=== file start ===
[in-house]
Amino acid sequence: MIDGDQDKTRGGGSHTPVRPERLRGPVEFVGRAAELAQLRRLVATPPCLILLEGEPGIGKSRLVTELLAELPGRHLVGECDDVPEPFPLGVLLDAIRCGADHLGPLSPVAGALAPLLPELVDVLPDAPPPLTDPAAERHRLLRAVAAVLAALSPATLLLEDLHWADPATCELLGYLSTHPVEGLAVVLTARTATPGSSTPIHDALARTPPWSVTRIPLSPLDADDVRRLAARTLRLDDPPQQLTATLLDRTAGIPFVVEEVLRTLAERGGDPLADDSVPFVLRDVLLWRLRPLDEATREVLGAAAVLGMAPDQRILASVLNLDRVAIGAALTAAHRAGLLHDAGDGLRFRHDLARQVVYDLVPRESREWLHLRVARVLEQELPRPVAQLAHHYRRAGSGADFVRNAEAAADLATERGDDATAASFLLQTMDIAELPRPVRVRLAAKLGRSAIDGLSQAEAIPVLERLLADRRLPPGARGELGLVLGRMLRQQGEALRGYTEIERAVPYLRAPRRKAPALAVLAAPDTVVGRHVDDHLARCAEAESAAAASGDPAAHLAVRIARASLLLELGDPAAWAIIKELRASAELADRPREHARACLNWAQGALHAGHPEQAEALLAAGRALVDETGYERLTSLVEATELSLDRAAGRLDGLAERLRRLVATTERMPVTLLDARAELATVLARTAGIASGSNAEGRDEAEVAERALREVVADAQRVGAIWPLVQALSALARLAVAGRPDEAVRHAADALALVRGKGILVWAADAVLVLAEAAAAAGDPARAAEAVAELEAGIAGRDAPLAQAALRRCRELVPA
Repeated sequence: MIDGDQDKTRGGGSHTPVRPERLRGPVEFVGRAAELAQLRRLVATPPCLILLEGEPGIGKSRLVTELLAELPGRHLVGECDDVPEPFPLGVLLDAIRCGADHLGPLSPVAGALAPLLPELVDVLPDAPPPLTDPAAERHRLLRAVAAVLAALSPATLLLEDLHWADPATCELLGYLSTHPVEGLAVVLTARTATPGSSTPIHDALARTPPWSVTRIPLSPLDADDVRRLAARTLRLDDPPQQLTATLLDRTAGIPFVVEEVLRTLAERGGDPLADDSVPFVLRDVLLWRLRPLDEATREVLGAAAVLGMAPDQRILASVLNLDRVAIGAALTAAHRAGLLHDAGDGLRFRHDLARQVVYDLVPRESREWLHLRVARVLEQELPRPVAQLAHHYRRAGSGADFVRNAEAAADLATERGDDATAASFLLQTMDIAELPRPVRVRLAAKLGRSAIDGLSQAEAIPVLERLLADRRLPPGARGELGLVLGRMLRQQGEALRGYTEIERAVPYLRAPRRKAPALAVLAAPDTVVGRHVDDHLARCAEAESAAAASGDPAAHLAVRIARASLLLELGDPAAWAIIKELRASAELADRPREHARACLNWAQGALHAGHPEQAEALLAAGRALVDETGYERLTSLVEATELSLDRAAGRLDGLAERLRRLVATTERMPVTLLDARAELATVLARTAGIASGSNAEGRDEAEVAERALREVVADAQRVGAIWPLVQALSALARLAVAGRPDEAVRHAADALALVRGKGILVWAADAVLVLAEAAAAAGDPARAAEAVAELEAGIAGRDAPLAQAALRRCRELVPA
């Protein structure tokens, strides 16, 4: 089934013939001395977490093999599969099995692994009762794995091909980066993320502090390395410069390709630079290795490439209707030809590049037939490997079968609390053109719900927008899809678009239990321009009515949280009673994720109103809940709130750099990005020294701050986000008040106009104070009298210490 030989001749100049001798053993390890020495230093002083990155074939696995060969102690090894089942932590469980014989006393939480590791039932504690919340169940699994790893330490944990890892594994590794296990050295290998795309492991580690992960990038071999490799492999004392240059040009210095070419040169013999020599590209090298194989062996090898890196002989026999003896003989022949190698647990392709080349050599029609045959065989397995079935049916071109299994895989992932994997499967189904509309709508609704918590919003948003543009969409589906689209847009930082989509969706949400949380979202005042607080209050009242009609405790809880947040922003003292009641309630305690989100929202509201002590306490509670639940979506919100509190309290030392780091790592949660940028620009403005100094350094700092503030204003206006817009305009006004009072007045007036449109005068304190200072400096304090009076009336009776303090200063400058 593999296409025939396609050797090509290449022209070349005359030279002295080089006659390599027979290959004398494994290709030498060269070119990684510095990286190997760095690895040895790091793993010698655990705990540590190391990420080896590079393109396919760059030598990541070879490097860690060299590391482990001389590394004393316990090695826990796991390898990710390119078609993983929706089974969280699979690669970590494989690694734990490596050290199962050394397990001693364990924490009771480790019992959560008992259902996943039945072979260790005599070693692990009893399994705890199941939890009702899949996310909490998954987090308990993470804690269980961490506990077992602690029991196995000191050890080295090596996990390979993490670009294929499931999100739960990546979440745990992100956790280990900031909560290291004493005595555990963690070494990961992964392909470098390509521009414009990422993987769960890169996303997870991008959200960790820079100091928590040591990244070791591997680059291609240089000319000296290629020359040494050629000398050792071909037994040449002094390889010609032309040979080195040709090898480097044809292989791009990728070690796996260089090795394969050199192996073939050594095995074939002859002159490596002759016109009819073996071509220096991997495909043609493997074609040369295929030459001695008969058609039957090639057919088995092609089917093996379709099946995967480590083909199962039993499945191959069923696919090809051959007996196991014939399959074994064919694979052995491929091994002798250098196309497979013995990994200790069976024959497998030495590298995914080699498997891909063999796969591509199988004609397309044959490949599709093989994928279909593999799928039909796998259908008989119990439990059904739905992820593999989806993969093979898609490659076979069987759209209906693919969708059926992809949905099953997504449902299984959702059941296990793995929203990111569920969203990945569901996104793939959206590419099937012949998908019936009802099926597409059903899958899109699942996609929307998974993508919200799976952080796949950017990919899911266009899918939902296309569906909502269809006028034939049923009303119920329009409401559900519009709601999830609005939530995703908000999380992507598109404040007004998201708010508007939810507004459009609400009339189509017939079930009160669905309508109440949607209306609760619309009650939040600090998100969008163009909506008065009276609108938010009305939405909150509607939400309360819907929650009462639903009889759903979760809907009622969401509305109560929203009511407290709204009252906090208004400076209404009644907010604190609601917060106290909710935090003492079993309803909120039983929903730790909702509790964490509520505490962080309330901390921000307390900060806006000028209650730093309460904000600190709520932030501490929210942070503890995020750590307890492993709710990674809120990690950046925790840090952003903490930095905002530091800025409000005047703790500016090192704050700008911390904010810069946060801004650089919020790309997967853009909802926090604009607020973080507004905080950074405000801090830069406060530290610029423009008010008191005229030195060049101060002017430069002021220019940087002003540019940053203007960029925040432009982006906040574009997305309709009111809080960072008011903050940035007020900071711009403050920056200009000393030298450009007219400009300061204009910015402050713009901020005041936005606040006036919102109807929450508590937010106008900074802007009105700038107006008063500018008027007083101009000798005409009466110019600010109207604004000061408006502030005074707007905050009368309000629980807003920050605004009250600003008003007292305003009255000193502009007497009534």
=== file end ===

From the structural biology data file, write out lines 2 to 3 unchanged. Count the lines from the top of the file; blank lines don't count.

Amino acid sequence: MIDGDQDKTRGGGSHTPVRPERLRGPVEFVGRAAELAQLRRLVATPPCLILLEGEPGIGKSRLVTELLAELPGRHLVGECDDVPEPFPLGVLLDAIRCGADHLGPLSPVAGALAPLLPELVDVLPDAPPPLTDPAAERHRLLRAVAAVLAALSPATLLLEDLHWADPATCELLGYLSTHPVEGLAVVLTARTATPGSSTPIHDALARTPPWSVTRIPLSPLDADDVRRLAARTLRLDDPPQQLTATLLDRTAGIPFVVEEVLRTLAERGGDPLADDSVPFVLRDVLLWRLRPLDEATREVLGAAAVLGMAPDQRILASVLNLDRVAIGAALTAAHRAGLLHDAGDGLRFRHDLARQVVYDLVPRESREWLHLRVARVLEQELPRPVAQLAHHYRRAGSGADFVRNAEAAADLATERGDDATAASFLLQTMDIAELPRPVRVRLAAKLGRSAIDGLSQAEAIPVLERLLADRRLPPGARGELGLVLGRMLRQQGEALRGYTEIERAVPYLRAPRRKAPALAVLAAPDTVVGRHVDDHLARCAEAESAAAASGDPAAHLAVRIARASLLLELGDPAAWAIIKELRASAELADRPREHARACLNWAQGALHAGHPEQAEALLAAGRALVDETGYERLTSLVEATELSLDRAAGRLDGLAERLRRLVATTERMPVTLLDARAELATVLARTAGIASGSNAEGRDEAEVAERALREVVADAQRVGAIWPLVQALSALARLAVAGRPDEAVRHAADALALVRGKGILVWAADAVLVLAEAAAAAGDPARAAEAVAELEAGIAGRDAPLAQAALRRCRELVPA
Repeated sequence: MIDGDQDKTRGGGSHTPVRPERLRGPVEFVGRAAELAQLRRLVATPPCLILLEGEPGIGKSRLVTELLAELPGRHLVGECDDVPEPFPLGVLLDAIRCGADHLGPLSPVAGALAPLLPELVDVLPDAPPPLTDPAAERHRLLRAVAAVLAALSPATLLLEDLHWADPATCELLGYLSTHPVEGLAVVLTARTATPGSSTPIHDALARTPPWSVTRIPLSPLDADDVRRLAARTLRLDDPPQQLTATLLDRTAGIPFVVEEVLRTLAERGGDPLADDSVPFVLRDVLLWRLRPLDEATREVLGAAAVLGMAPDQRILASVLNLDRVAIGAALTAAHRAGLLHDAGDGLRFRHDLARQVVYDLVPRESREWLHLRVARVLEQELPRPVAQLAHHYRRAGSGADFVRNAEAAADLATERGDDATAASFLLQTMDIAELPRPVRVRLAAKLGRSAIDGLSQAEAIPVLERLLADRRLPPGARGELGLVLGRMLRQQGEALRGYTEIERAVPYLRAPRRKAPALAVLAAPDTVVGRHVDDHLARCAEAESAAAASGDPAAHLAVRIARASLLLELGDPAAWAIIKELRASAELADRPREHARACLNWAQGALHAGHPEQAEALLAAGRALVDETGYERLTSLVEATELSLDRAAGRLDGLAERLRRLVATTERMPVTLLDARAELATVLARTAGIASGSNAEGRDEAEVAERALREVVADAQRVGAIWPLVQALSALARLAVAGRPDEAVRHAADALALVRGKGILVWAADAVLVLAEAAAAAGDPARAAEAVAELEAGIAGRDAPLAQAALRRCRELVPA